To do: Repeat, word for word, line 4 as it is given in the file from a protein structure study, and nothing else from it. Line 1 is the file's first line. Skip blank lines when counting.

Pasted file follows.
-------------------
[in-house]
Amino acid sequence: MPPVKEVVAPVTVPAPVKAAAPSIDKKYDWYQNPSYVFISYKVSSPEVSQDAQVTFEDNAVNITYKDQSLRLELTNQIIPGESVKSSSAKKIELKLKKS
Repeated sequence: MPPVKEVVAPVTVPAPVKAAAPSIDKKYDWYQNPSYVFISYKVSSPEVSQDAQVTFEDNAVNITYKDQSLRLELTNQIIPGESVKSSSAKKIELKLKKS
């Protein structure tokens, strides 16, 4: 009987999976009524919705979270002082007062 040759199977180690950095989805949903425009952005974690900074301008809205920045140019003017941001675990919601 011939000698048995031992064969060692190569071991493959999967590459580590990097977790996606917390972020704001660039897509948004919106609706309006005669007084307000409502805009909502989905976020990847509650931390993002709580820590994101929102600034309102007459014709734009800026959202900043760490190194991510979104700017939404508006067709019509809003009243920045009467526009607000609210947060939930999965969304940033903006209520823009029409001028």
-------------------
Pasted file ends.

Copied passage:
């Protein structure tokens, strides 16, 4: 009987999976009524919705979270002082007062 040759199977180690950095989805949903425009952005974690900074301008809205920045140019003017941001675990919601 011939000698048995031992064969060692190569071991493959999967590459580590990097977790996606917390972020704001660039897509948004919106609706309006005669007084307000409502805009909502989905976020990847509650931390993002709580820590994101929102600034309102007459014709734009800026959202900043760490190194991510979104700017939404508006067709019509809003009243920045009467526009607000609210947060939930999965969304940033903006209520823009029409001028």